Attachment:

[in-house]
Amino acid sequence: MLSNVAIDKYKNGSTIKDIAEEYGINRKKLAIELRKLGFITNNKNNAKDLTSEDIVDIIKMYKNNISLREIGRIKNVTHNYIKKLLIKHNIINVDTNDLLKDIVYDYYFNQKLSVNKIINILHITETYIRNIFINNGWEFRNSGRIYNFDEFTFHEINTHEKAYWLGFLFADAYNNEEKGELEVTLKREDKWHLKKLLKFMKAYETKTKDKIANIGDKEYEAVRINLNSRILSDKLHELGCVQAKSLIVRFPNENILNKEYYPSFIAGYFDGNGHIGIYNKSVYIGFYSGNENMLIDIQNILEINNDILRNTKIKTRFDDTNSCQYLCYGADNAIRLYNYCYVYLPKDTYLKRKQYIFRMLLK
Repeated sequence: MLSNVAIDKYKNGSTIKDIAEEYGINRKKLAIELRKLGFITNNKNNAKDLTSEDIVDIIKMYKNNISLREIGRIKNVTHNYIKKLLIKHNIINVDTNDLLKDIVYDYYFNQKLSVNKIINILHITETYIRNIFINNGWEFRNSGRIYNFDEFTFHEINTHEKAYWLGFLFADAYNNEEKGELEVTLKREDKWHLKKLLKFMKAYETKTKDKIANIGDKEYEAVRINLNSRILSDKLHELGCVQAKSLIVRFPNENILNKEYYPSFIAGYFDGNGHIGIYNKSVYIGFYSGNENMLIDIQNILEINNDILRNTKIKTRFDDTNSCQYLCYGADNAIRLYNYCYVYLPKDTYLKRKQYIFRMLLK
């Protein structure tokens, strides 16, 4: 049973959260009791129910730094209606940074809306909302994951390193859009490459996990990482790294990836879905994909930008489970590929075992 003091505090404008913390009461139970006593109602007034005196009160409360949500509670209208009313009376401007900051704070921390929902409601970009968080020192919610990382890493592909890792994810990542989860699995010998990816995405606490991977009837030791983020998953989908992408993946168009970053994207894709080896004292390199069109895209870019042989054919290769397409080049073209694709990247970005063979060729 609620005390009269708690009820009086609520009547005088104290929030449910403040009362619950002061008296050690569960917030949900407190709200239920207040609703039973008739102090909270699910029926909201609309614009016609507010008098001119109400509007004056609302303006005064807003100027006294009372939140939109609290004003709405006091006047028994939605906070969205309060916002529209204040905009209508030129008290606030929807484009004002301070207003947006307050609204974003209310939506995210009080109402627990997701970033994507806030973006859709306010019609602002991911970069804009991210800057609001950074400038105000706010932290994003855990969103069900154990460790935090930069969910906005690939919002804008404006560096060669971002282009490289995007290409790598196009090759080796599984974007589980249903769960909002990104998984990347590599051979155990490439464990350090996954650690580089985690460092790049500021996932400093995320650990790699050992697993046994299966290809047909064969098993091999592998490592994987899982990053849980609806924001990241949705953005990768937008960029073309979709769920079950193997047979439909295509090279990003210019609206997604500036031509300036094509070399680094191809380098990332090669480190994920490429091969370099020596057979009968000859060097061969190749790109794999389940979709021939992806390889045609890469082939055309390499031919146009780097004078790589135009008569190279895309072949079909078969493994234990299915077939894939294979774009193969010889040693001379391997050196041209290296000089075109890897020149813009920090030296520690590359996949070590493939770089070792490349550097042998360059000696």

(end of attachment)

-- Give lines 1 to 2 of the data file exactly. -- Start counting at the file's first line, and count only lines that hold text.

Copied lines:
[in-house]
Amino acid sequence: MLSNVAIDKYKNGSTIKDIAEEYGINRKKLAIELRKLGFITNNKNNAKDLTSEDIVDIIKMYKNNISLREIGRIKNVTHNYIKKLLIKHNIINVDTNDLLKDIVYDYYFNQKLSVNKIINILHITETYIRNIFINNGWEFRNSGRIYNFDEFTFHEINTHEKAYWLGFLFADAYNNEEKGELEVTLKREDKWHLKKLLKFMKAYETKTKDKIANIGDKEYEAVRINLNSRILSDKLHELGCVQAKSLIVRFPNENILNKEYYPSFIAGYFDGNGHIGIYNKSVYIGFYSGNENMLIDIQNILEINNDILRNTKIKTRFDDTNSCQYLCYGADNAIRLYNYCYVYLPKDTYLKRKQYIFRMLLK